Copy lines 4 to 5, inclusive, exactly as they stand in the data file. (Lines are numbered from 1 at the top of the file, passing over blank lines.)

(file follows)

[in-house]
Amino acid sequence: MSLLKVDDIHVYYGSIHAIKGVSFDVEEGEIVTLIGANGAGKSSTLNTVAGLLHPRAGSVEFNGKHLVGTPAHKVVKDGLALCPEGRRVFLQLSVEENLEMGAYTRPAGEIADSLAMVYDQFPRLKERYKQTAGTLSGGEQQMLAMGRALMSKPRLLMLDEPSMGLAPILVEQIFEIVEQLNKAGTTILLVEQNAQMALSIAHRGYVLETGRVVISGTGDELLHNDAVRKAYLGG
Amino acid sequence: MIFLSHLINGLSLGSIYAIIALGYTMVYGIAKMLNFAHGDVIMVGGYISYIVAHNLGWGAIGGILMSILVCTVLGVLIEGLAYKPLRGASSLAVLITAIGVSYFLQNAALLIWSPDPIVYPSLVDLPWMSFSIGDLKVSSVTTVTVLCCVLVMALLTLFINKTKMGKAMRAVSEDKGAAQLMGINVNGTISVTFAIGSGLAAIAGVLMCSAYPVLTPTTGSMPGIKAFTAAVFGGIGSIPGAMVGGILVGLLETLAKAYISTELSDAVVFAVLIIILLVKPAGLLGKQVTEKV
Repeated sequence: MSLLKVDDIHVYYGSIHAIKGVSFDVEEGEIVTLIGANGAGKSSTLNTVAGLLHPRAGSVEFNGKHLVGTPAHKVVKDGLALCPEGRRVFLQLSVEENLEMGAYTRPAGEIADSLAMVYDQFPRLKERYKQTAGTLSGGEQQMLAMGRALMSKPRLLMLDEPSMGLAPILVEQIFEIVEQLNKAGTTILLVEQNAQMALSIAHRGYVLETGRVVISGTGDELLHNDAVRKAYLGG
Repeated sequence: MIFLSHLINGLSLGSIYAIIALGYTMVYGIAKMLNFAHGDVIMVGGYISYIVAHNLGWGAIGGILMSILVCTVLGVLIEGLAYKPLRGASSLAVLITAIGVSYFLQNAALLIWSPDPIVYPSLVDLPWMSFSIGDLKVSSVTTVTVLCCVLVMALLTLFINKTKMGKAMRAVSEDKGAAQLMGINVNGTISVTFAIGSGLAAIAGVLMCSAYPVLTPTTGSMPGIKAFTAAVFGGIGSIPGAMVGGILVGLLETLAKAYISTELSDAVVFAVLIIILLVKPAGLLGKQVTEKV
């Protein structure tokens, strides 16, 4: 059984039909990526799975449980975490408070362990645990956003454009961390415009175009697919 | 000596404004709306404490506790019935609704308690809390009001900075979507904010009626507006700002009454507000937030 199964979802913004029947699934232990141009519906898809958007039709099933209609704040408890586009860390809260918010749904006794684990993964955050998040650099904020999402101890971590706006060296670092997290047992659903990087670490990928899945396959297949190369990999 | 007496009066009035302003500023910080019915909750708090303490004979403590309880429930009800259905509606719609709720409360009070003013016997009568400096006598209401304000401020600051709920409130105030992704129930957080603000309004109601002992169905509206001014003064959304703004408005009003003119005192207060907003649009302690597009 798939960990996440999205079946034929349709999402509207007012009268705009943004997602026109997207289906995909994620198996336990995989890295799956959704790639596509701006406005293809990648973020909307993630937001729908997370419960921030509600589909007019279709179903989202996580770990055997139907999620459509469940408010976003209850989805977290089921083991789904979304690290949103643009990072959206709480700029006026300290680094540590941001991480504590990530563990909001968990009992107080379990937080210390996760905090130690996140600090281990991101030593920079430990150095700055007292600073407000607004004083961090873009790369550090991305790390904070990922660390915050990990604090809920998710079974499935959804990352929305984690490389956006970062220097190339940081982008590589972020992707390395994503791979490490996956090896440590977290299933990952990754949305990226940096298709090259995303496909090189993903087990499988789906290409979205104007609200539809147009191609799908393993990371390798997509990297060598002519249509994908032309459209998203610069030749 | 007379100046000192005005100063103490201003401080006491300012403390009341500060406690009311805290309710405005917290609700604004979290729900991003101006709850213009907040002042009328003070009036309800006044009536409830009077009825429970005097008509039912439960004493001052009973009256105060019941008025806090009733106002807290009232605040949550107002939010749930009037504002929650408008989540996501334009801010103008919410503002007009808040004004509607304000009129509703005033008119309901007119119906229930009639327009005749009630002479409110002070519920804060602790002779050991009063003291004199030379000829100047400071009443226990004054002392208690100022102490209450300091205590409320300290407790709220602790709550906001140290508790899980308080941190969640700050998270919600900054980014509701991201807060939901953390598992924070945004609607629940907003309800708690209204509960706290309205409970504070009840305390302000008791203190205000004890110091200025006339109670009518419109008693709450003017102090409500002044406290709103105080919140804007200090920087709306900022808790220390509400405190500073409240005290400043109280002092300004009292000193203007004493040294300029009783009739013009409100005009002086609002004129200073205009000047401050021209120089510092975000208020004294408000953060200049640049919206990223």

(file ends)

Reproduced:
Repeated sequence: MSLLKVDDIHVYYGSIHAIKGVSFDVEEGEIVTLIGANGAGKSSTLNTVAGLLHPRAGSVEFNGKHLVGTPAHKVVKDGLALCPEGRRVFLQLSVEENLEMGAYTRPAGEIADSLAMVYDQFPRLKERYKQTAGTLSGGEQQMLAMGRALMSKPRLLMLDEPSMGLAPILVEQIFEIVEQLNKAGTTILLVEQNAQMALSIAHRGYVLETGRVVISGTGDELLHNDAVRKAYLGG
Repeated sequence: MIFLSHLINGLSLGSIYAIIALGYTMVYGIAKMLNFAHGDVIMVGGYISYIVAHNLGWGAIGGILMSILVCTVLGVLIEGLAYKPLRGASSLAVLITAIGVSYFLQNAALLIWSPDPIVYPSLVDLPWMSFSIGDLKVSSVTTVTVLCCVLVMALLTLFINKTKMGKAMRAVSEDKGAAQLMGINVNGTISVTFAIGSGLAAIAGVLMCSAYPVLTPTTGSMPGIKAFTAAVFGGIGSIPGAMVGGILVGLLETLAKAYISTELSDAVVFAVLIIILLVKPAGLLGKQVTEKV